Deja vu all over again.
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Watching Extraterrestrial, the latest horror offering from the Vicious Brothers, I found myself at one point debating whether or not this movie looked good for a low-budget sci-fi thriller. It certainly looks more polished—if you can call it that—than other films in a similar subject vein, but the camerawork is too frenetic to make proper use of the sets. It was around this point in my train of thought that I noticed a scene had changed without my realizing it. But I spent not a moment feeling like I’d missed anything, since Extraterrestrial tells a story that falls somewhere close to The Smurfs: A Christmas Carol on the originality scale.
I don’t even know where to start with this thing. The beginning? Okay. Extraterrestrial starts off with a distressed woman getting turned away from a convenience store by a complete douchebag, only to get zapped up into a spaceship. It’s vaguely atrocious, but not so much so that it felt like an immediate waste of time. It quickly gets to that point, however, by the time the main story kicks in and the group of generic young wastes-of-space enters the picture.
Five post-teens all head out into the woods, go figure, to spend a weekend partying at the cabin of April (Brittany Allen), whose parents have split up. It should be a romantic weekend for her and boyfriend Kyle (Freddie Stroma), but there are differences of opinion that get relatively thrown out once aliens enter the picture and things get even more predictable. Lex (Anja Savcic) and Melanie (Melanie Papalia) are pretty by-the-books thriller characters, but it’s Jesse Moss’ Seth that really takes the cake and sticks his dick in it. Seth is every loud, overcompensating, rude jackass horror character that no one would ever be friends with in real life, and he makes this movie unbearable at times.
While they’re out in the woods, weird things start to happen: bright lights, strange noises, and giant spaceships crashing into the trees. Now there’s an alien on the loose, and our five main characters have to find a way to survive. I’ll let you guess what everyone’s chances of making it through the end of this movie are. Thankfully, this brainless batch of bozos isn’t the only set of characters that gets screen time.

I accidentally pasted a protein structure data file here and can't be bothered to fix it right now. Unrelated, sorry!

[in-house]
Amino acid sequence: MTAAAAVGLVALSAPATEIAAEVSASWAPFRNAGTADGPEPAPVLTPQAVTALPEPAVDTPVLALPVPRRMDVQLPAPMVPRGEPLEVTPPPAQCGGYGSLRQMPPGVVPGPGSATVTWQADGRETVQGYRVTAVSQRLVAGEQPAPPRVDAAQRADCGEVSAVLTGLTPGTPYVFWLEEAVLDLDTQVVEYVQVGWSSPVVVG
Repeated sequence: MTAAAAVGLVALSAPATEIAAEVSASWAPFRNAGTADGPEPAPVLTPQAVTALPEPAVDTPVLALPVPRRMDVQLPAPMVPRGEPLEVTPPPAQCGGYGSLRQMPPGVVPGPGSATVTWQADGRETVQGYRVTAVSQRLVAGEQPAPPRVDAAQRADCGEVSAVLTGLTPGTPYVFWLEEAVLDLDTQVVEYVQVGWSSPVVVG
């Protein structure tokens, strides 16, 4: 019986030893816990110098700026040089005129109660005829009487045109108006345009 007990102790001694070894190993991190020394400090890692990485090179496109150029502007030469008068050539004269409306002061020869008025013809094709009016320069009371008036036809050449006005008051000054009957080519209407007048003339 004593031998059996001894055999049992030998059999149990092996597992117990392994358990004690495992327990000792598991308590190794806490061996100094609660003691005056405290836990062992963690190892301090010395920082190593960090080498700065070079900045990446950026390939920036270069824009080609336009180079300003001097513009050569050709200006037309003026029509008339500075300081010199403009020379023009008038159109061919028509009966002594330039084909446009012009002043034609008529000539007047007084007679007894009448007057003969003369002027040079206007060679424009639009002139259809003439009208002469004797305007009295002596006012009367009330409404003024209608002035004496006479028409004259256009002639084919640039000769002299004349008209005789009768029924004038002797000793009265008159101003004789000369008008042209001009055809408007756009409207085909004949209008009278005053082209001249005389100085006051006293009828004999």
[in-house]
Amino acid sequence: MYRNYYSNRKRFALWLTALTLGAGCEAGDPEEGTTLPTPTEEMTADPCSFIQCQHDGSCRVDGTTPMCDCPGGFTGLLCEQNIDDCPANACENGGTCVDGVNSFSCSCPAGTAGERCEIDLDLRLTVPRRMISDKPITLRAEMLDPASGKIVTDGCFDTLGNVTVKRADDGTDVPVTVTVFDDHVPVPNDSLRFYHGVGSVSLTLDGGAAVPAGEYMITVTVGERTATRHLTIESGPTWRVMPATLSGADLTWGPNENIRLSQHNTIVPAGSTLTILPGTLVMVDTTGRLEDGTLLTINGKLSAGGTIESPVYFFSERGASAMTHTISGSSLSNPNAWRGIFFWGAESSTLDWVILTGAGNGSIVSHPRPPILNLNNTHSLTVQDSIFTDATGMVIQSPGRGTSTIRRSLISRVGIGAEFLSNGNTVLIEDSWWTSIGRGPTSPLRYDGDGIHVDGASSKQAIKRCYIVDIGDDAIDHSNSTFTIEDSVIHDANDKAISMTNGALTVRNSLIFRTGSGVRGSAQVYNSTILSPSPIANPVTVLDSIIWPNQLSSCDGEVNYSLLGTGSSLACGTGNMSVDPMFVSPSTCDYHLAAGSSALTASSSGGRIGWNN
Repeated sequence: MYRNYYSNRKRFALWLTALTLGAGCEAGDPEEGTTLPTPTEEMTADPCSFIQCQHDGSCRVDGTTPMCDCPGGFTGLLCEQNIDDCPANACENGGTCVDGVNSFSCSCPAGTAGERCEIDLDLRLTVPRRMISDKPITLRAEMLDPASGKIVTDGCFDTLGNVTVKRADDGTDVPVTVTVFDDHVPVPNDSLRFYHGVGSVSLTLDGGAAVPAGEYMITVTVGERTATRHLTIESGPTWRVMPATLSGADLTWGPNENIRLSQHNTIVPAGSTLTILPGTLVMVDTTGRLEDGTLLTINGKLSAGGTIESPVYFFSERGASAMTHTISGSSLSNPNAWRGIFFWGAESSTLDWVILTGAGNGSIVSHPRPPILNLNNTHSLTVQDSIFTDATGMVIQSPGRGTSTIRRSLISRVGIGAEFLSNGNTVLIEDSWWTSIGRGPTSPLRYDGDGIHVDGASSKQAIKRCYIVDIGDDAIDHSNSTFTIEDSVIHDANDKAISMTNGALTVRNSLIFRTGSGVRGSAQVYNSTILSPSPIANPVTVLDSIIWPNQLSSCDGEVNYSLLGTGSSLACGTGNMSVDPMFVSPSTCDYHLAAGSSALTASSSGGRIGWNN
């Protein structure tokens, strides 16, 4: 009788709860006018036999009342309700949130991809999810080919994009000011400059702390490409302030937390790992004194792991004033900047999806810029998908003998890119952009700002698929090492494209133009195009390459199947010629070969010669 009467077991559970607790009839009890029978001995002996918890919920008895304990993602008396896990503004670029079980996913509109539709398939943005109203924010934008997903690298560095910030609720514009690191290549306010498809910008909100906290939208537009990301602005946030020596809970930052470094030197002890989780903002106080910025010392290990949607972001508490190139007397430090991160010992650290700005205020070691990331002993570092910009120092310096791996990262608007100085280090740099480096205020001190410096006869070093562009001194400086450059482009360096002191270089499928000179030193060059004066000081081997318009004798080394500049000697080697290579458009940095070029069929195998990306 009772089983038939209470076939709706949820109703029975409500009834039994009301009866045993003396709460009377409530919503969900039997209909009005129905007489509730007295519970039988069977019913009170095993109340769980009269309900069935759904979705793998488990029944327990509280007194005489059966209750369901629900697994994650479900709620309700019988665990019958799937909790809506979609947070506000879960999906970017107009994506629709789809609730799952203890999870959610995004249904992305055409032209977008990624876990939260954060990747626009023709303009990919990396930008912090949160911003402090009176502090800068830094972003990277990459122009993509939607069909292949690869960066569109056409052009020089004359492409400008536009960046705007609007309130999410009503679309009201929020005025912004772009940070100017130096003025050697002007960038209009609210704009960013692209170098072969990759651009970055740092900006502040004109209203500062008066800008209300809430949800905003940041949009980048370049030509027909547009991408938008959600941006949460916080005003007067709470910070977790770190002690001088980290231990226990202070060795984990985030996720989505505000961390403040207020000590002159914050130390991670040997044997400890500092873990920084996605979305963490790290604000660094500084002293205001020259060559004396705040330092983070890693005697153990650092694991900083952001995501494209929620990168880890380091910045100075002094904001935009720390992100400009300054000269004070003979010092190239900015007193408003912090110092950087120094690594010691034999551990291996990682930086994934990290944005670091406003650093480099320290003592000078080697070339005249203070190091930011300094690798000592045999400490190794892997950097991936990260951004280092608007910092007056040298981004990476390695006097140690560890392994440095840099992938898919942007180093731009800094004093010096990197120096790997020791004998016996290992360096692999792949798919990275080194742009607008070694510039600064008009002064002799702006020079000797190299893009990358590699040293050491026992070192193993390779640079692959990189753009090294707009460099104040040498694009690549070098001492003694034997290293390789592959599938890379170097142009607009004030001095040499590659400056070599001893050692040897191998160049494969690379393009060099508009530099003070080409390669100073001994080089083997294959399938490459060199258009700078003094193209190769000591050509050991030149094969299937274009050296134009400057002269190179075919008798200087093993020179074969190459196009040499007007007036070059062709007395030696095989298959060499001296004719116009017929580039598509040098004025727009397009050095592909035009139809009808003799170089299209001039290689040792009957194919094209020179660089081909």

More enjoyable to me were scenes with Gil Bellows’ Sheriff Murphy, who is dealing with his own issues with abductions. The scenes themselves aren’t that great, but Bellows brings the most gravitas possible to this flick. Even grander is Michael Ironside, who gets a small but memorable role as Travis, the weed-growing friend of April’s father. There is some definite scene chewing happening here, especially when the conversation turns to conspiracy theories, which Travis is a nut for.
Unfortunately, none of the main actors are playing on the same field as Bellows or Ironside. The Vicious Brothers do a decent job at times of delivering harsh bites of humor amid all of the dark and frantic running around. But almost none of it involves the central characters. It’d be one thing if the filmmakers were aiming for something more playful altogether, like they did with their cult breakout Grave Encounters, a movie that I adore. But the set pieces and the characters’ dialogue here aren’t funny-bad, they’re just bad. And they’re definitely not scary.
You know how a terrible ending can completely ruin a good movie or a good book? The opposite happens here, to a very minuscule extent. The last ten minutes of Extraterrestrial are easily the best Ironside-free minutes of this whole movie, and the generic climax gives way to something completely different and far more interesting. Like following a plain hamburger and soggy, saltless French fries with a roasted pear tart with an espresso caramel glaze. It’s probably all the same to an alien, though. Just like this movie is all the same to me.
Extraterrestral hit VOD on Friday, October 17.